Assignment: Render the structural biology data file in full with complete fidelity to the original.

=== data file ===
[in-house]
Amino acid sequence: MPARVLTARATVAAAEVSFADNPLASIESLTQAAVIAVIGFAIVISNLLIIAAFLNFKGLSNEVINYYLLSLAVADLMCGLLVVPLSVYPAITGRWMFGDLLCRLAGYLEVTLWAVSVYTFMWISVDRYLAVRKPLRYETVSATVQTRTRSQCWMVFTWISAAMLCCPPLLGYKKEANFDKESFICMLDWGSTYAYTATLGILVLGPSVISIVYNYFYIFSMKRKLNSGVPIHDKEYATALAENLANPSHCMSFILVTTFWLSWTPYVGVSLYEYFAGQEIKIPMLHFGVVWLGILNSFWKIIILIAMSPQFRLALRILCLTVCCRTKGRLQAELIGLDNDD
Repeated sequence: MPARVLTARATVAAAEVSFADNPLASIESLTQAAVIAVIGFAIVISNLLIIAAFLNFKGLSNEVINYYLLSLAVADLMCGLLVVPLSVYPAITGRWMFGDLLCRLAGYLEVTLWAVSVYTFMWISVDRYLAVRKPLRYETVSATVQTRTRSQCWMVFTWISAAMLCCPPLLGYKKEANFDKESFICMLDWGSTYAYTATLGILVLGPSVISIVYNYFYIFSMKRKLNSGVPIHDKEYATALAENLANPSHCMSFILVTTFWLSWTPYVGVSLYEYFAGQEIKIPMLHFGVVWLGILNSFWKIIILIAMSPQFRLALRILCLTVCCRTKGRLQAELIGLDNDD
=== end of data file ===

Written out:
[in-house]
Amino acid sequence: MPARVLTARATVAAAEVSFADNPLASIESLTQAAVIAVIGFAIVISNLLIIAAFLNFKGLSNEVINYYLLSLAVADLMCGLLVVPLSVYPAITGRWMFGDLLCRLAGYLEVTLWAVSVYTFMWISVDRYLAVRKPLRYETVSATVQTRTRSQCWMVFTWISAAMLCCPPLLGYKKEANFDKESFICMLDWGSTYAYTATLGILVLGPSVISIVYNYFYIFSMKRKLNSGVPIHDKEYATALAENLANPSHCMSFILVTTFWLSWTPYVGVSLYEYFAGQEIKIPMLHFGVVWLGILNSFWKIIILIAMSPQFRLALRILCLTVCCRTKGRLQAELIGLDNDD
Repeated sequence: MPARVLTARATVAAAEVSFADNPLASIESLTQAAVIAVIGFAIVISNLLIIAAFLNFKGLSNEVINYYLLSLAVADLMCGLLVVPLSVYPAITGRWMFGDLLCRLAGYLEVTLWAVSVYTFMWISVDRYLAVRKPLRYETVSATVQTRTRSQCWMVFTWISAAMLCCPPLLGYKKEANFDKESFICMLDWGSTYAYTATLGILVLGPSVISIVYNYFYIFSMKRKLNSGVPIHDKEYATALAENLANPSHCMSFILVTTFWLSWTPYVGVSLYEYFAGQEIKIPMLHFGVVWLGILNSFWKIIILIAMSPQFRLALRILCLTVCCRTKGRLQAELIGLDNDD